Monday 11 December 2023

Environment Monday - WIll Brent Cross West make a difference?

 Yesterday, Brent Cross West station opened. I was quite tempted to go down for a mosey, but thought the better of it. I felt that there would be a little bit too much back slapping and people saying what a marvellous job they were doing fopr my tastes. The station is a mere six minutes down the line from Mill Hill Broadwayand so at some point, when things are quieter, I will deffo have a look. The main problem for me at the moment, is that it is a station without a point. There is a rather grotty and run down adjacent retail park and an enormous building site. There are few houses. It is not really very near Brent Cross shopping Centre at all. If there was a rapid transport link between the station, the shopping centre and the tube station, it would transform public transport in the locality, but that was never part of the scheme.

However, the station hasn't been built for today, it's been built for 10 years time when tens of thousands of people move into the flats. For once, TFL and Barnet Cuncil have planned ahead and put infrastructure in first, which is a very good thing. For me, the real game changer will come when the West London Orbital rail link is built, linking Brent Cross West with Old Oak Common, HS2 and The Elizabeth line. When this opens, a rapid transport link would be even more significant and useful. 

As this feature looks at the environmental benefits of such schemes, the question is whether Brent Cross West will make a major difference to Barnet's CO2 emissions. Of course, anything that removes car journeys, will have a beneficial effect. The Thameslink line is in situ and the station will offer fast journeys to central London for the residents of the area. One could point out that the whole Brent Cross development will generate millions of tons of CO2, but as there is a housing crisis, we really have little choice.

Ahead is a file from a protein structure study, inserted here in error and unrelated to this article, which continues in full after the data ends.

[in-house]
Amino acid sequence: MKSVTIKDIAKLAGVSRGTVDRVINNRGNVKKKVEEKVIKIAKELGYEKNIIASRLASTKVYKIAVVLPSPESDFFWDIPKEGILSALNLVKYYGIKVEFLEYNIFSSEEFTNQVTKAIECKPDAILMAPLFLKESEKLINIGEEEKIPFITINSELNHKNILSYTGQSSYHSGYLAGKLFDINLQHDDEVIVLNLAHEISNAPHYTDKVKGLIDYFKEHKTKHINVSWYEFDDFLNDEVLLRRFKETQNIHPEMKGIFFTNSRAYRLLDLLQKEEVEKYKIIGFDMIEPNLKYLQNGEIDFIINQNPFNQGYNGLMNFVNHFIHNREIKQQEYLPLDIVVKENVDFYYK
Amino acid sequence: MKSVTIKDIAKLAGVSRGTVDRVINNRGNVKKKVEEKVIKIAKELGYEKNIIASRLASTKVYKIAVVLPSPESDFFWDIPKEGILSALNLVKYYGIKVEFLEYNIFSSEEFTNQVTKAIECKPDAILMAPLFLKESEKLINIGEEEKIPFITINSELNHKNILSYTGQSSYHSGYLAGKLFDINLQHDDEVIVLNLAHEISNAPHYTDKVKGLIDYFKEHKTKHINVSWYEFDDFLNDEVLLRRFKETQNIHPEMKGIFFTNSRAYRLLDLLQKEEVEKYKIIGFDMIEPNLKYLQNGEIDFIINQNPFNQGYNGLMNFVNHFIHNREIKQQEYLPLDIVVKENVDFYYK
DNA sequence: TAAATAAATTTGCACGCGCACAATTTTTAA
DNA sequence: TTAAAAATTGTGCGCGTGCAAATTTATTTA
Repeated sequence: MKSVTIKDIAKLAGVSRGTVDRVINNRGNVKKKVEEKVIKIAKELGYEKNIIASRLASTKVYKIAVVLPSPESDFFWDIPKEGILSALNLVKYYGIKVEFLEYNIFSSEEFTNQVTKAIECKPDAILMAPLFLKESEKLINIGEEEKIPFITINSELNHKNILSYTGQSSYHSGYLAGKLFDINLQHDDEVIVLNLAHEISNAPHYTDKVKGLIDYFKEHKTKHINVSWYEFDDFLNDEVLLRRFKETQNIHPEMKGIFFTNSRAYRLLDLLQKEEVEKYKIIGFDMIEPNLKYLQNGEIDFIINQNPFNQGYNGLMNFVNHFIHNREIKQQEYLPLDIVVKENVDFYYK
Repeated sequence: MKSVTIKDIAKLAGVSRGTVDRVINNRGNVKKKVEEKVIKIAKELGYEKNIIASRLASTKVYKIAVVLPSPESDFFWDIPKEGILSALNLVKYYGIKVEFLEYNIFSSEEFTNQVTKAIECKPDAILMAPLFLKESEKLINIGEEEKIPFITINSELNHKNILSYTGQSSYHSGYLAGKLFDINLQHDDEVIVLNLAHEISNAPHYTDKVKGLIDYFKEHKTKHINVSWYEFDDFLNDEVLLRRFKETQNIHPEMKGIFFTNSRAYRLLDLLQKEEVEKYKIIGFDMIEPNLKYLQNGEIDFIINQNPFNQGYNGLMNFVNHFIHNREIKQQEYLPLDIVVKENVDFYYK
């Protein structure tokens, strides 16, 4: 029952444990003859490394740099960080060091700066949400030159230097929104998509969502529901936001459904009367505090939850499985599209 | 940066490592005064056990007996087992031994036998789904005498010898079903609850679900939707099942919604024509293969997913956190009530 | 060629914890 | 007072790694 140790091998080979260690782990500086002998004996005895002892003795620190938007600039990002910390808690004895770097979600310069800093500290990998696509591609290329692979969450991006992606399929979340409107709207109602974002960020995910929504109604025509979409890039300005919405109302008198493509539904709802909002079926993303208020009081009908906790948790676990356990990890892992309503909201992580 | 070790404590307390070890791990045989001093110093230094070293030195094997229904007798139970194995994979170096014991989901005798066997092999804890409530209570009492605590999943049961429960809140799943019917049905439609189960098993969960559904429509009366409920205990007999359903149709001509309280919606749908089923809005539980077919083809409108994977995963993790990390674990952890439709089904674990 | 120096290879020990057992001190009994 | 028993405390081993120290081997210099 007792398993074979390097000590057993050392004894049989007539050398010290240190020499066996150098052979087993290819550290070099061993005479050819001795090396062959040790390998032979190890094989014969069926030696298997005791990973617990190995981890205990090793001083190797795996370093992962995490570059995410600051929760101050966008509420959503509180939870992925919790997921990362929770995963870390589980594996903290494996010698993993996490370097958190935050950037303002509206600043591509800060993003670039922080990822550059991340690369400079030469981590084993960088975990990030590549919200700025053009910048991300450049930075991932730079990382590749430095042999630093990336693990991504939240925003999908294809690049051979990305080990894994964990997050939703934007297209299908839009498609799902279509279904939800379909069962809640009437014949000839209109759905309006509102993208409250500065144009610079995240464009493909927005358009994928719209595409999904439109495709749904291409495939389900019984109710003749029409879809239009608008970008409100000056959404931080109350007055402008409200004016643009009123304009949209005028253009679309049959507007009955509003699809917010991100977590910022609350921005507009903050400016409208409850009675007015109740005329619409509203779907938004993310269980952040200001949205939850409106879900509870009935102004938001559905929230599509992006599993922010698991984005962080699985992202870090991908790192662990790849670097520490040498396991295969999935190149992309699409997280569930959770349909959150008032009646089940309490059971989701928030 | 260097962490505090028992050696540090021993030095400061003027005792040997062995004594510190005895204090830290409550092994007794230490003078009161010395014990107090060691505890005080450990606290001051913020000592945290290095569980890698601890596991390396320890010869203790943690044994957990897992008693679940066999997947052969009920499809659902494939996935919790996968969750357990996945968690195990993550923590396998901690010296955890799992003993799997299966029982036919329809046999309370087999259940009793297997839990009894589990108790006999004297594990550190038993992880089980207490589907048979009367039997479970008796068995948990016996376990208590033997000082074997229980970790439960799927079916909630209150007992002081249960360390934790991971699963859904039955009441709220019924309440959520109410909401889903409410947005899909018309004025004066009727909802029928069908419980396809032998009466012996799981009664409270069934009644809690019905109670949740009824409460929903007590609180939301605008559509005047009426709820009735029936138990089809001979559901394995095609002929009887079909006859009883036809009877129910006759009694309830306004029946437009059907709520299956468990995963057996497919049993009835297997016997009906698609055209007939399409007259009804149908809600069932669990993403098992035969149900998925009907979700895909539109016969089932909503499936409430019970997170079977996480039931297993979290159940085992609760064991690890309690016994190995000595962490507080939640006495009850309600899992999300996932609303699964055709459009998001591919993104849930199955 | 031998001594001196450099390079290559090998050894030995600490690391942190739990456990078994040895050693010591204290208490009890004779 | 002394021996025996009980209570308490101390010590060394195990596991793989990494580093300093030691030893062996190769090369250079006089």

In truth, the big game changer is not the station, but the Thameslink project, that delivered a high capacity rail link, and took the best part of 35 years from it's opening in the late 80's as a rather ramshackle link, to the current, high capacity railway. I believe it is now the busiest main line railway in the country. That it took so long to deliver the benefits is a lesson just how bad the UK are at doing infrastructure. The West London Orbital is another example, the blog link above is to a blog written in 2018. Thus far, we are still at the study and planning stage. 

If the UK is to succeed as a nation, we need a rethink on how we deliver projects like Thameslink and the West London Orbital line. The Elizabeth Line is now exceeding projections and is packed. This brings economic opportunities without creating pollution. So yes, I welcome Brent Cross West. I suspect though, that until the West London Orbital link is delivered, it will be rather more grand than the paassenger numbers require. One thing that demonstrates just how badly we plan things is that Mill Hill Broadway, that had over 2 million passengers a year in 2019, still doesn't have step free access. 

I don't really understand why politicians are always more keen to deliver shiny new projects, than to get the existing infrastructure, that is needed now, not in ten years time, working properly.

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